The Last Prussian (ePub)
A Biography of Field Marshal Gerd von Rundstedt
Field Marshal Gerd von Rundstedt (1875-1953) was one of the foremost German commanders of the Second World War. After service on both the Western and Eastern Fronts during 1914-1918 he rose steadily through the ranks before retiring in 1938. Recalled to plan the attack on Poland, he played a leading part in this and the invasion of France in 1940. Thereafter he commanded Army Group South in the assault on Russia before being sacked at the end of 1941. Recalled again, he was made Commander-in-Chief West and as such faced the 1944 Allied invasion of France, but was removed that July. He resumed his post in September 1944 and had overall responsibility for the December 1944 Ardennes counter-offensive. Captured by the Americans, he was handed over to the British, who wanted to try him for war crimes. Only his ill health prevented this from coming about.
As featured in.The Society for Army Historical Research 2015 Christmas Book List
Charles Messenger is a magnificent storyteller and a master of drama. Throughout his lengthy account of von Rundstedt’s life, the author’s clear and elegant style, coupled with his keen attention to detail will keep the reader captivated till the very end.Great Models
The book describes in great detail the traditions and legacy of the Prussian officer corps and how this contributed to von Rundstedt’s character and judgment on different events.
The author recounts and scrutinizes the multiple events which had shaped von Rundstedt’s life in sufficient detail: from his early life to his participation in two world wars and finally his detainment as a POW in Britain and his trials as a war criminal.
Special attention has been devoted to von Rundstedt’s character, his relationship with the troops and his fellow officers and especially with Hitler. The author thoroughly analyzes the reasons as to why von Rundstedt kept his distance from the 1944 Bomb plotters, his participation in the Court of Honor, his famous Commando Order, and finally how much he knew about the atrocities committed behind the frontlines.
I highly recommend this book to anyone interested in the Field Marshal’s life and the WWII enthusiasts.
A welcome reprint of a balanced and most interesting account of the life of Field Marshal Gerd von Runstedt.The Long, Long Trail
This book should be read and re-read as necessary: we have still much to learn from it.British Commission for Military History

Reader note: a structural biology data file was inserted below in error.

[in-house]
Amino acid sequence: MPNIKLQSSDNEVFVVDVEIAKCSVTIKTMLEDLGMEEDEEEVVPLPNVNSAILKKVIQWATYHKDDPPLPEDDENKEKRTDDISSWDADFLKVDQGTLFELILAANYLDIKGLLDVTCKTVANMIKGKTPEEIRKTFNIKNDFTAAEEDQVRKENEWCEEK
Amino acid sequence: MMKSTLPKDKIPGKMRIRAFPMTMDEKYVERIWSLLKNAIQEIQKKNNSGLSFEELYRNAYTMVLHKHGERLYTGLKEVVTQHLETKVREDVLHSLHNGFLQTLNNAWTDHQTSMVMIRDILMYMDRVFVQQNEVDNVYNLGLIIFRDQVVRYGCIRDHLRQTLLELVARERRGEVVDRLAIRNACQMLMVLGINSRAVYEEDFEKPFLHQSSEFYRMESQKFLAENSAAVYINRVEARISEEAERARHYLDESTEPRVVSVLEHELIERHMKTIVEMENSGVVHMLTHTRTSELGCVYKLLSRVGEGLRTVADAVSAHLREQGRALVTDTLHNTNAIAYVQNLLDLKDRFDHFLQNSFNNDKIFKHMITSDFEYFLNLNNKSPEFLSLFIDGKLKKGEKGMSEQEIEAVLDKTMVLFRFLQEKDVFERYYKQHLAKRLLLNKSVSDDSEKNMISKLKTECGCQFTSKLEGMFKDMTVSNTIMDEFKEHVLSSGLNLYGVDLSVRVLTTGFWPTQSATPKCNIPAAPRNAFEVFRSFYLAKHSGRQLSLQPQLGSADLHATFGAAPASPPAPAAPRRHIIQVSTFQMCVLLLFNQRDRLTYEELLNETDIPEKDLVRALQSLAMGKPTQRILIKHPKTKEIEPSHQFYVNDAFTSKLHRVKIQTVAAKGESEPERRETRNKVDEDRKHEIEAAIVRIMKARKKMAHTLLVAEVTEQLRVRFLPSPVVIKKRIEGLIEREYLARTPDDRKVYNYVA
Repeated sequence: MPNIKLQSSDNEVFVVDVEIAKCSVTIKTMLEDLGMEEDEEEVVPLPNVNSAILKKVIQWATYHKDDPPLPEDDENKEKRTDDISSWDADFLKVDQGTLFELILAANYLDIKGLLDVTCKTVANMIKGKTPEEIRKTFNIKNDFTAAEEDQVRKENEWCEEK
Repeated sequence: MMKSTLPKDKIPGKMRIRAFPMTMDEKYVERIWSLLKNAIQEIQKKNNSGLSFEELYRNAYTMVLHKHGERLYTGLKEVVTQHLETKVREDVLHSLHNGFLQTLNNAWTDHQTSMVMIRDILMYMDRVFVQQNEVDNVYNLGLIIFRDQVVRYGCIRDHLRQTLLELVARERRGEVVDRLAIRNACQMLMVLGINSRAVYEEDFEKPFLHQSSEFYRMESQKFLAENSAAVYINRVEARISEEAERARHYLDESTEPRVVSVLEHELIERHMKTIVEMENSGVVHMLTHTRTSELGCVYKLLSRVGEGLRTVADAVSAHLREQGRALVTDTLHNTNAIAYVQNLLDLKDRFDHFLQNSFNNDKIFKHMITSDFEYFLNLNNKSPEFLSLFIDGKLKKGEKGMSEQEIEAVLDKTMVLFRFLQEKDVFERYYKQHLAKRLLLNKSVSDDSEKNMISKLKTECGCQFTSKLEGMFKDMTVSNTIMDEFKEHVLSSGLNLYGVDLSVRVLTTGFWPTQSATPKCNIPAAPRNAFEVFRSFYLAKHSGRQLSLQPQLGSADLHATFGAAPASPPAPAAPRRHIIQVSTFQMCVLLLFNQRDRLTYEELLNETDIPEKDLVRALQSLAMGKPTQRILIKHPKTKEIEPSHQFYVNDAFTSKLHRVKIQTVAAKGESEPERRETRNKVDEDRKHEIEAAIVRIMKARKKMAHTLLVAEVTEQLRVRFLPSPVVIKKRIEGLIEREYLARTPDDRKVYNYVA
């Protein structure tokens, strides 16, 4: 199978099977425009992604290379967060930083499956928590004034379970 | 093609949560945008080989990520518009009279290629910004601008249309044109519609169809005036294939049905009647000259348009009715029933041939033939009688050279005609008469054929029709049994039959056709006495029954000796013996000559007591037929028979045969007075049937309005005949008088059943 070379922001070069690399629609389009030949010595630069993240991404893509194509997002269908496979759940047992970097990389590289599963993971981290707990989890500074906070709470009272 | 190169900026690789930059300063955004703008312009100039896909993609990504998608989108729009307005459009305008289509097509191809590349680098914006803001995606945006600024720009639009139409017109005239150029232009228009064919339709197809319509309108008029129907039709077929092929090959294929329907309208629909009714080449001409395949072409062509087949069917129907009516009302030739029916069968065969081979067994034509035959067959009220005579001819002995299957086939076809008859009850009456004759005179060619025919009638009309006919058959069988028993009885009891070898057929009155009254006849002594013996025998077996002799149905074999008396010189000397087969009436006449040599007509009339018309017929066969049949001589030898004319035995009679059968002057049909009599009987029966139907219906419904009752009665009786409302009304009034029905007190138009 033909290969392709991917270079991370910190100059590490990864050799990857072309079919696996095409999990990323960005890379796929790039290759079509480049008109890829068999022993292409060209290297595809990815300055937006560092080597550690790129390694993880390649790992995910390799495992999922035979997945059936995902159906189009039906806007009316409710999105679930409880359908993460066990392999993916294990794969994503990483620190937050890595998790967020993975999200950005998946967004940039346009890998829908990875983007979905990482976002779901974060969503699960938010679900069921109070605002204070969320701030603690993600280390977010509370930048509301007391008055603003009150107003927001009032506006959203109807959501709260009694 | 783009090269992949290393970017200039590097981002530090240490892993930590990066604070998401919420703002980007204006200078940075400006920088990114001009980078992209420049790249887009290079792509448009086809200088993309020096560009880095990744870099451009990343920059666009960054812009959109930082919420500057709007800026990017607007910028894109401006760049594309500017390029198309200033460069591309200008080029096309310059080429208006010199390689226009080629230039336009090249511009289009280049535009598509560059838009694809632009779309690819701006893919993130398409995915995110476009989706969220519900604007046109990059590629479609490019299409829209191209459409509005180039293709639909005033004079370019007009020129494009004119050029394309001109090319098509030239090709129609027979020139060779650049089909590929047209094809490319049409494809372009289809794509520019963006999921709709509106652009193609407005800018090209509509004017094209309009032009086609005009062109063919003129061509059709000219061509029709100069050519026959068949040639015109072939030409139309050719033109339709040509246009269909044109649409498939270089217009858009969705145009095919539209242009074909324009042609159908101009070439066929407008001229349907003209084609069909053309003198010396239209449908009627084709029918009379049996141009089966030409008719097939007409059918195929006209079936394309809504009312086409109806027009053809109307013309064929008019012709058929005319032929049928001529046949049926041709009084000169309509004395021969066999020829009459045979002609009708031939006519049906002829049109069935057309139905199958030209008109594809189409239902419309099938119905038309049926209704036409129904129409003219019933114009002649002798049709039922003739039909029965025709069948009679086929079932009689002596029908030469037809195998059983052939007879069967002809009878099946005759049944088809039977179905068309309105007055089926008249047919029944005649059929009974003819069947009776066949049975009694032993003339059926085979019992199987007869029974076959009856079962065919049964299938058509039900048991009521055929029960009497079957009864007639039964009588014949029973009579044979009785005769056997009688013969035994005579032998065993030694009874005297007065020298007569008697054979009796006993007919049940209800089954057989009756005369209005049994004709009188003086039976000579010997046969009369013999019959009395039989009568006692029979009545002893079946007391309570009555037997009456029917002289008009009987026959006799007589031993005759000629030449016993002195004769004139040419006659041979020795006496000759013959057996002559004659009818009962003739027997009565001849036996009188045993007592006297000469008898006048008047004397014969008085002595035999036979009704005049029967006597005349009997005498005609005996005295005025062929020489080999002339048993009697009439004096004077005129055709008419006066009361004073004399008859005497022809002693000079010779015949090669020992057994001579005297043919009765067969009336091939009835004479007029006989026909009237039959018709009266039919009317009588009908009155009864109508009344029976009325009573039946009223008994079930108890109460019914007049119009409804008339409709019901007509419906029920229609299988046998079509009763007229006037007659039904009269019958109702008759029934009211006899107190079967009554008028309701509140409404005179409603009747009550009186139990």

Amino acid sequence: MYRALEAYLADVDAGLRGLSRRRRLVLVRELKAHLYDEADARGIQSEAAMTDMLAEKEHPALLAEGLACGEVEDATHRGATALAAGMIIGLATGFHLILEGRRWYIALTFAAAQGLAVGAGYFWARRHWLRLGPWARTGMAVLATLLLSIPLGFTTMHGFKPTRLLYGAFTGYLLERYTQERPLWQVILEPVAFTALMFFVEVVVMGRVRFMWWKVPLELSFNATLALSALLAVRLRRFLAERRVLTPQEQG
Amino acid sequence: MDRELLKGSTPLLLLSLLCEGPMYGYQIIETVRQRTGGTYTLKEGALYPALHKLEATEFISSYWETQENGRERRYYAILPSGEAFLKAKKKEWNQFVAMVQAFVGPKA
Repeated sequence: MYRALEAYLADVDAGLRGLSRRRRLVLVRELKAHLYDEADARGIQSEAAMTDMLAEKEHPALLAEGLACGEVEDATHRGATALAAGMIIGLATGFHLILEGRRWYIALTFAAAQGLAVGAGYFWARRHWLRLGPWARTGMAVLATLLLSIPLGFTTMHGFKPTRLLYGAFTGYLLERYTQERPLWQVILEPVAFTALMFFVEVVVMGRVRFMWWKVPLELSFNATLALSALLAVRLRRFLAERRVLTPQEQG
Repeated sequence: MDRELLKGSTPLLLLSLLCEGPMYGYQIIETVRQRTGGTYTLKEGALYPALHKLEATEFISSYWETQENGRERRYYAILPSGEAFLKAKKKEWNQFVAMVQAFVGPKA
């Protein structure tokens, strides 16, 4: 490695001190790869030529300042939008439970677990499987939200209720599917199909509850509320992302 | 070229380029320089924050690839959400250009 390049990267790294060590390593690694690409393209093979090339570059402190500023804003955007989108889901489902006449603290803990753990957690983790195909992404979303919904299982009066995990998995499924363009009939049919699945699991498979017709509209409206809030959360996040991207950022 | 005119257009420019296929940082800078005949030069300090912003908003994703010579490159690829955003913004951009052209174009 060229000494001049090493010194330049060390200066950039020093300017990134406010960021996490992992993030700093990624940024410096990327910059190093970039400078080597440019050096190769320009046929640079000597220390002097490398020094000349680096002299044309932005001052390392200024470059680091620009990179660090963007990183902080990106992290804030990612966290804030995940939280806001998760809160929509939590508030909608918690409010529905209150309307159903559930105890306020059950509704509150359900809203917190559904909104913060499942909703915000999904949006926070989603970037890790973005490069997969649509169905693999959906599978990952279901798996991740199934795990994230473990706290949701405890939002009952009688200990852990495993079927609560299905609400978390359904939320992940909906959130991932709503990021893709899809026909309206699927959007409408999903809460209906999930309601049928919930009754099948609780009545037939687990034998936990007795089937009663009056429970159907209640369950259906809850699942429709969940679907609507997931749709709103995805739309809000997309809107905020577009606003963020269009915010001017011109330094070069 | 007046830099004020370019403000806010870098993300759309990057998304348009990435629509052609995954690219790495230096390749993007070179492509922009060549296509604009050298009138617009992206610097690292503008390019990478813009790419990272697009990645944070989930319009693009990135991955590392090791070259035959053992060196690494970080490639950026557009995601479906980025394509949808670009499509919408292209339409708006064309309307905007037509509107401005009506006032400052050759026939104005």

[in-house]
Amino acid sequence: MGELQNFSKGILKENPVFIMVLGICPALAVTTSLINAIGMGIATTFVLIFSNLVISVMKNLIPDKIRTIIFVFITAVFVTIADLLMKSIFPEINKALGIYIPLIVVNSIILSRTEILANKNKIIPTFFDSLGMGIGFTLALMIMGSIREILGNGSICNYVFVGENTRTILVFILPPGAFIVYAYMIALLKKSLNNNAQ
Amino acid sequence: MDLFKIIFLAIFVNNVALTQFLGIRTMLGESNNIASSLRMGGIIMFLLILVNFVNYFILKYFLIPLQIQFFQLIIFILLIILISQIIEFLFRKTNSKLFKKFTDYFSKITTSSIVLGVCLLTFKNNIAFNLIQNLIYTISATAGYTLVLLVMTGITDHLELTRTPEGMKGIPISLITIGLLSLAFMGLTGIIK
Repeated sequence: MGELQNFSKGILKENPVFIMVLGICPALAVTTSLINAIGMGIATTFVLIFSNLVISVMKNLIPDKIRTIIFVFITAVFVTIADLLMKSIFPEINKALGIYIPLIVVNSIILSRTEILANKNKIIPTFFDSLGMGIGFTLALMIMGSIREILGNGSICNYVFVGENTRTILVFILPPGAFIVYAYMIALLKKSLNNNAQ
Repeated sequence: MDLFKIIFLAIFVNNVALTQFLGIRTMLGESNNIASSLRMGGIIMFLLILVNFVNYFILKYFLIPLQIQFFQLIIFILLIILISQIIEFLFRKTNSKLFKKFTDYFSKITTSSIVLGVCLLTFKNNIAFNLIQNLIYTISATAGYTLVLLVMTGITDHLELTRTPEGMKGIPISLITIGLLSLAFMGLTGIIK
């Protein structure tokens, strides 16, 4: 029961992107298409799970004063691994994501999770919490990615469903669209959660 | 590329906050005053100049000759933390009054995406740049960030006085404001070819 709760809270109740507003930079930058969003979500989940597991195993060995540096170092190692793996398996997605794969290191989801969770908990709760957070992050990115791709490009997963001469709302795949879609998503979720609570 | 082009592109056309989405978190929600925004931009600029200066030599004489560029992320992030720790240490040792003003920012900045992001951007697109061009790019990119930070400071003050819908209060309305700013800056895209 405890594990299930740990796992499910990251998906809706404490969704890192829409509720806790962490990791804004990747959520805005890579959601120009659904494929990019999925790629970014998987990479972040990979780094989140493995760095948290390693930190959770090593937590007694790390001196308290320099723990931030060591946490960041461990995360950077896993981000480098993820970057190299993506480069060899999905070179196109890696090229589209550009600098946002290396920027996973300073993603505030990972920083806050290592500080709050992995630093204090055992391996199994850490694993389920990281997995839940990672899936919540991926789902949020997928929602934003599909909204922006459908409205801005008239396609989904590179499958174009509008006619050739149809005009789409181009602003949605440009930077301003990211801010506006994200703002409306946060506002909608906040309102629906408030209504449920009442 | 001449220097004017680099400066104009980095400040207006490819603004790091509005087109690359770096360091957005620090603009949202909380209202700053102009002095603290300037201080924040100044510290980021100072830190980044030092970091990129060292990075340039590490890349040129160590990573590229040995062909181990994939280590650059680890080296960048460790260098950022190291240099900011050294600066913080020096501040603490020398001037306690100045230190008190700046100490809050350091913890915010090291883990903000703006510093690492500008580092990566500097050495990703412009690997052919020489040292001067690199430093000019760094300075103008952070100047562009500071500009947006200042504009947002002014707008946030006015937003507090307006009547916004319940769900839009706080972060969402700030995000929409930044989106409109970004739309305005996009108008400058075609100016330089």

I found this book to be very interesting. I was enlightened on the conduct and code of honor that the old Prussian General Staff represented as they were the last of the gentlemen warriors from an earlier time.The Lone Star Book Review
.. this is a much welcomed outstanding biography of one of Germany’s foremost commanders. Personifying the traditional Prussian image, the Allied regarded him as one of the most outstanding German generals. Thos who plotted against Hitler saw in him a possible successor and leader. After service in the Great War he rose steadily through the ranks. This is his story.The Great War Magazine, May 2012
A first class biography. 10/10.
A Biography of Field Marshal Gerd von Runstedt by Charles MessengerWar History Online
Old soldiers never die, they only fade away. In this timely re-issue, Charles Messenger recounts the life of a man who was first and foremost a soldier of the old school; an officer and a gentleman. Gerd von Runstedt appears in so many episodes of the collective dramas which make up World War II. But there was so much more to the man: His lineage, his career in the Great War, his stature as a staff officer and as a cavalry leader. He oozed tradition and was the embodiment of the Junker spirit. There is so much to admire.
For me, the account of Runstedt’s capture and imprisonment is so well documented it becomes compelling. That the post war British were muddled and quite ill at ease with their undignified plans to offload him and other field marshals for others to try as war criminals is something to take no pride in. Britain was as worn out as the generals it locked up and the new era was kind to none of them.
I’ve had the pleasure of attending some of the author’s lectures and can attest that he has a solid no nonsense approach to his business as a speaker and a writer. There is no gloss, just a well directed stream of facts and analysis. He is good value. This is an excellent book which will fill in a lot of the blanks you may have in your knowledge of the one field marshal whose name always crops up in major events.